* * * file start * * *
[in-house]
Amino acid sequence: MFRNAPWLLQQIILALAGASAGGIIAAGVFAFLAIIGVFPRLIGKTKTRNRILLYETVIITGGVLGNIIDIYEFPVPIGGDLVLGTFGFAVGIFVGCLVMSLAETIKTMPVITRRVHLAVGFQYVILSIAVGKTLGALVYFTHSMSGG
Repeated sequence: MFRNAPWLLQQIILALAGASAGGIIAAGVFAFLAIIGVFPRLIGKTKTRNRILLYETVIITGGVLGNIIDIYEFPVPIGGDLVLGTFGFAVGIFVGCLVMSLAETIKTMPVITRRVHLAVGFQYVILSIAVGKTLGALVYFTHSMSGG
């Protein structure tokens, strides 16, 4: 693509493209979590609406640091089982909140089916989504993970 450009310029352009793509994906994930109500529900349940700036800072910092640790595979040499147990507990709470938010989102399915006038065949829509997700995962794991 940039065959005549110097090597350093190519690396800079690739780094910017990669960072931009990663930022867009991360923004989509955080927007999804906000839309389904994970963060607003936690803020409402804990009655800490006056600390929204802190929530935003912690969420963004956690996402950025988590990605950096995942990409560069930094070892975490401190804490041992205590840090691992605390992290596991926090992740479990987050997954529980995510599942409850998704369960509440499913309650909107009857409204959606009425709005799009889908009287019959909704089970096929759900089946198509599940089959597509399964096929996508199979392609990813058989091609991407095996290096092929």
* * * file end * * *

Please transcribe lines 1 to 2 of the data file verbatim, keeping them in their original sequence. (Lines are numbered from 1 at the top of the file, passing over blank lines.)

[in-house]
Amino acid sequence: MFRNAPWLLQQIILALAGASAGGIIAAGVFAFLAIIGVFPRLIGKTKTRNRILLYETVIITGGVLGNIIDIYEFPVPIGGDLVLGTFGFAVGIFVGCLVMSLAETIKTMPVITRRVHLAVGFQYVILSIAVGKTLGALVYFTHSMSGG